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Adoption of IoT is increasing everywhere, but particularly in smart city applications, according to a study co-authored by the Wi-SUN Alliance.

The IoT (Internet of Things) has become a buzzword in recent years as more companies seek to leverage the connectivity and information available on the Internet, but how real is this trend? According to the industry group the Wi-SUN Alliance, IoT is increasingly a key priority for organizations across multiple sectors, including smart cities and industrial companies.

The Wi-SUN® Alliance is a global consortium of groups trying to promote Smart Ubiquitous Networks to service providers, utilities, municipalities/local government, and other enterprises. The group partnered with research company Vanson Bourne to survey 300 IT decision-makers based in the US and UK (United Kingdom).

The group originally conducted a similar survey five years ago, when IoT was less mature. According to the new study, 92% of respondents felt they must invest in IoT over the next 12 months as a means of staying competitive. The challenges imposed by the COVID-19 pandemic have reinforced the notion that IoT could help them become more agile, a key driver for adoption.

The study found that 59% of telecom companies and 56% of technology companies were most bullish on promoting IoT projects over the next 12 months, followed by the construction sector.

Traffic Management, Street Lighting

In particular, the IoT has been embraced by companies working in smart cities, smart utilities, and industrial IoT. The study found that 70% of companies implemented smart city initiatives, with the biggest rise in traffic management, an area of increased focus for smart cities initiatives.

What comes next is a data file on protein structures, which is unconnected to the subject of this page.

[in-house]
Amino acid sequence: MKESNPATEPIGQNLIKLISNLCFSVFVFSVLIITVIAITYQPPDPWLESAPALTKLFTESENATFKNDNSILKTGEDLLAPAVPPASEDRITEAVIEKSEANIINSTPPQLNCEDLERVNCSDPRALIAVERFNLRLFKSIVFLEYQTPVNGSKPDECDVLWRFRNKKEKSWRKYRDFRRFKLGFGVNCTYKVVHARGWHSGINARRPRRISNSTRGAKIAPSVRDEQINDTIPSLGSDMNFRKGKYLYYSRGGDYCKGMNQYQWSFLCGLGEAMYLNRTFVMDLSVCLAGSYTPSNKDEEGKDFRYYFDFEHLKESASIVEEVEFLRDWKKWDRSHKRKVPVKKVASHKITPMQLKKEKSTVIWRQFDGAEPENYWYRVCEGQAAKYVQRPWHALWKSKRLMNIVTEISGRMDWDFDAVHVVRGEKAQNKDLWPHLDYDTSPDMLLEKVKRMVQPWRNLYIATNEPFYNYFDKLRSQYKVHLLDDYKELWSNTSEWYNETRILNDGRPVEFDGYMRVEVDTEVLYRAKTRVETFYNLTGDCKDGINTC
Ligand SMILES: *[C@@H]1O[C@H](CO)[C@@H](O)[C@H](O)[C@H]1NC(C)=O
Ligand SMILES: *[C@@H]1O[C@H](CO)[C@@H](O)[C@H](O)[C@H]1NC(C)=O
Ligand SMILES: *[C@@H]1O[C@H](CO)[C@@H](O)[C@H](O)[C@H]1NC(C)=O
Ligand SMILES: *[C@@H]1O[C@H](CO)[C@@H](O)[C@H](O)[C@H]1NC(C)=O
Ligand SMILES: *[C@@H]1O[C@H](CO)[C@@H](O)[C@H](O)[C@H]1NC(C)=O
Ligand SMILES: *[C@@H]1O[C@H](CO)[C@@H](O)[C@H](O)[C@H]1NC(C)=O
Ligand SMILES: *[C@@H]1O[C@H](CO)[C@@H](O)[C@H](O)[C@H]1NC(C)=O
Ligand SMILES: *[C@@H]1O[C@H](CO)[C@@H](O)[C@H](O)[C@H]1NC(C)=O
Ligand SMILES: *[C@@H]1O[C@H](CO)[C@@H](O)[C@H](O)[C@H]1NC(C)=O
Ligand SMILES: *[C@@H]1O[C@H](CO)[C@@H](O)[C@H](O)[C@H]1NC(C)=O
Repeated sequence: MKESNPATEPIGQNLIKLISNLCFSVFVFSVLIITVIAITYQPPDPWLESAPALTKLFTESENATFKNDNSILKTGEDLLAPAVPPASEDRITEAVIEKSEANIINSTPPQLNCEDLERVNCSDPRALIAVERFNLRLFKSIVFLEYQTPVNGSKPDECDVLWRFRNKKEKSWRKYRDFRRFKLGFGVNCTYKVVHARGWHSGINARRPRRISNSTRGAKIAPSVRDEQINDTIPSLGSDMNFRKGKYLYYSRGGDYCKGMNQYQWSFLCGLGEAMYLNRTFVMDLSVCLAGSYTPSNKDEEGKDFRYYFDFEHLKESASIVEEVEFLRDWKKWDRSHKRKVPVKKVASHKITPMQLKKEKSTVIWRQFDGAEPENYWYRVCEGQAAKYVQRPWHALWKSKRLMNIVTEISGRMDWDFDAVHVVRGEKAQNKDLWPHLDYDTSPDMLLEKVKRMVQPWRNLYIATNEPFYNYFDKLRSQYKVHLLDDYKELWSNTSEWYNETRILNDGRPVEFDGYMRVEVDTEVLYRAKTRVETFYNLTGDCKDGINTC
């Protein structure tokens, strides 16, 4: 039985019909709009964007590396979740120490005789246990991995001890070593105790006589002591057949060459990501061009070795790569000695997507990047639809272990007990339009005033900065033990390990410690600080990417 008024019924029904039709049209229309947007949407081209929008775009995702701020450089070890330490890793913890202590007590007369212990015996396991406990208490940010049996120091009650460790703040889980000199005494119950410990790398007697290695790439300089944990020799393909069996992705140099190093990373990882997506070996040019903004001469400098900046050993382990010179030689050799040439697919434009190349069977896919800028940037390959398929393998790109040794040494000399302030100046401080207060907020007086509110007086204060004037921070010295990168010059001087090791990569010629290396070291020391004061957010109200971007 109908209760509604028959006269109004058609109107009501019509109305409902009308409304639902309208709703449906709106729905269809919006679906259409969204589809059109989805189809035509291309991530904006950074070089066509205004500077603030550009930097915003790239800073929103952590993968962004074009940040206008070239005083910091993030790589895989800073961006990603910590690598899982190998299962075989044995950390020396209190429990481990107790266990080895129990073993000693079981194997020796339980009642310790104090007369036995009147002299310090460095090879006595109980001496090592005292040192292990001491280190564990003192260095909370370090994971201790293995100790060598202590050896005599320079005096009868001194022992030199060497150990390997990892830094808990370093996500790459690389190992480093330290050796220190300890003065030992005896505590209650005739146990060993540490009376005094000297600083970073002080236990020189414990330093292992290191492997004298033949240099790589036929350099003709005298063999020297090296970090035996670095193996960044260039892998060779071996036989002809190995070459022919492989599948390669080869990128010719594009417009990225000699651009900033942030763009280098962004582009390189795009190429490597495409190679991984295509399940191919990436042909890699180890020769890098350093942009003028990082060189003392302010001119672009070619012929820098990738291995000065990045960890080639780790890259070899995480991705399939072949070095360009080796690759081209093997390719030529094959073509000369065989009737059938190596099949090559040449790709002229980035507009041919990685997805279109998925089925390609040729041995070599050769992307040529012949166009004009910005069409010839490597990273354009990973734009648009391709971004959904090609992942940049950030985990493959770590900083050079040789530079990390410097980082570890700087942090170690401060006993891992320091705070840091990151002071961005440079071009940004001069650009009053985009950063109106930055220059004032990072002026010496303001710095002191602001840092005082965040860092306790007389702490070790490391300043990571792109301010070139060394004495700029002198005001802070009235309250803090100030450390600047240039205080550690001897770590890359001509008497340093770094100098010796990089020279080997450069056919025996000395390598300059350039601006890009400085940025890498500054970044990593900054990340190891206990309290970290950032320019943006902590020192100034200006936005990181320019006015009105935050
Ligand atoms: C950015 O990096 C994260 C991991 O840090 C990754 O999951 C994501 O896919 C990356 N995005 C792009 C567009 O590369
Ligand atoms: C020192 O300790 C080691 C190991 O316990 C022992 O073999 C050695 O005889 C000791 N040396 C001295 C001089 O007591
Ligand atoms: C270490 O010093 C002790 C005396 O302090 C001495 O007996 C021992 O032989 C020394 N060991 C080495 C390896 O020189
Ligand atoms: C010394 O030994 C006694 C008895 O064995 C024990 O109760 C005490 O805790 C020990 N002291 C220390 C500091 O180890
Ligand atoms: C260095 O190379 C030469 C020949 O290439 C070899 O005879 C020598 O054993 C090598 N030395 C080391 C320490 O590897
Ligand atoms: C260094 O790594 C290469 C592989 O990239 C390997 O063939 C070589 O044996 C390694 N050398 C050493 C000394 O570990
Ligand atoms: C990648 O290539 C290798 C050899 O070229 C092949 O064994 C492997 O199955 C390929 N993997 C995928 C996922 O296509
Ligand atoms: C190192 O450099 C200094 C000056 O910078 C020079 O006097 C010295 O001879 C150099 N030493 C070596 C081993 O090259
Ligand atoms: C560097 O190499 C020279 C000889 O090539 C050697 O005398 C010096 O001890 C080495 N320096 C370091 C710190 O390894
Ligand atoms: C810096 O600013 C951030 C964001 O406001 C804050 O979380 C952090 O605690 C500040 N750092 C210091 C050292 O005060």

“More cities are requiring connectivity,” said Phil Beecher, President, and CEO of the Wi-SUN Alliance,” during an interview with Design News. Key smart city initiatives drawing interest from IoT implementers include smart parking, traffic lights and controls, noise and air sensors, electric vehicle charging, and IoT streetlighting.

Beecher noted that the City of London uses Wi-SUN technology to help update its street lighting over a three-year period, connecting over 12,000 lights.

In recent years, utility companies in many cities have moved to smart meters, which allow remote monitoring of utility usage without the need for a service person to read the meter. The study noted that 50% of smart utility projects have implemented IoT, which is up from 38% five years ago. That is somewhat significant because utility companies, due to municipality and regulatory issues, usually adopt new technologies at a slower pace.

Security Reigns Supreme

While smart city initiatives are gaining steam, security and surveillance remain the most popular IoT initiative. According to the study, 87% of respondents plan to deploy the technology for that use case in the next 12 months, up from 77% in 2017. Distribution automation is the second most popular initiative at 82%, up from 74% in 2017.

While the survey clearly shows IoT is gaining traction, there are still areas of concern. Implementing IoT continues to challenge many users, with 17% of respondents citing significant implementation issues in the 2022 survey, up from 14% five years ago. Concerns over the complexity of IT infrastructure were cited by 34% of respondents, up from 24% five years ago.

The survey noted that maturing IoT strategies have lessened concerns over cost, security, and safety. However, privacy has become a growing concern, with 36% of respondents citing data privacy regulation as one of their top three concerns. In addition, respondents’ fears over big data have jumped to 19% from 11% five years ago.

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Autor(en)/Author(s): Spencer Chin

Quelle/Source: Design News, 04.04.2022

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